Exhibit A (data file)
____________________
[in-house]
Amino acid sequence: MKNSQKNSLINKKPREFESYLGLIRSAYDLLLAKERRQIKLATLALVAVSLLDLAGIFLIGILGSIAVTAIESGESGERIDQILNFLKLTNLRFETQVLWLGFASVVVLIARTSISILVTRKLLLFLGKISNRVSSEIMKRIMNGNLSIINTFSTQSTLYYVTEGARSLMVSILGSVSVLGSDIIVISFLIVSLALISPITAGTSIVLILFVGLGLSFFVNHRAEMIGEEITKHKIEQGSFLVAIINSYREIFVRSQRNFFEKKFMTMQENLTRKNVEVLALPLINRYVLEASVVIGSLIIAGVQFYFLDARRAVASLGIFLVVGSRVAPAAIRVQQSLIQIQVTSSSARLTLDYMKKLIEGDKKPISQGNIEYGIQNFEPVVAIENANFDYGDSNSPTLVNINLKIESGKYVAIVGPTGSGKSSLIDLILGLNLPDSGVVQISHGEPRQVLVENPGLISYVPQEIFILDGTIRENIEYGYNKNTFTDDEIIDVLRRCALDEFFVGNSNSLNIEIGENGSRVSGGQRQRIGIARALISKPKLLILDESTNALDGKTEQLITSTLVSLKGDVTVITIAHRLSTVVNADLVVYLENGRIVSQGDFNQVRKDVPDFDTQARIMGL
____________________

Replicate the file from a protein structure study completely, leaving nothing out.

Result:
[in-house]
Amino acid sequence: MKNSQKNSLINKKPREFESYLGLIRSAYDLLLAKERRQIKLATLALVAVSLLDLAGIFLIGILGSIAVTAIESGESGERIDQILNFLKLTNLRFETQVLWLGFASVVVLIARTSISILVTRKLLLFLGKISNRVSSEIMKRIMNGNLSIINTFSTQSTLYYVTEGARSLMVSILGSVSVLGSDIIVISFLIVSLALISPITAGTSIVLILFVGLGLSFFVNHRAEMIGEEITKHKIEQGSFLVAIINSYREIFVRSQRNFFEKKFMTMQENLTRKNVEVLALPLINRYVLEASVVIGSLIIAGVQFYFLDARRAVASLGIFLVVGSRVAPAAIRVQQSLIQIQVTSSSARLTLDYMKKLIEGDKKPISQGNIEYGIQNFEPVVAIENANFDYGDSNSPTLVNINLKIESGKYVAIVGPTGSGKSSLIDLILGLNLPDSGVVQISHGEPRQVLVENPGLISYVPQEIFILDGTIRENIEYGYNKNTFTDDEIIDVLRRCALDEFFVGNSNSLNIEIGENGSRVSGGQRQRIGIARALISKPKLLILDESTNALDGKTEQLITSTLVSLKGDVTVITIAHRLSTVVNADLVVYLENGRIVSQGDFNQVRKDVPDFDTQARIMGL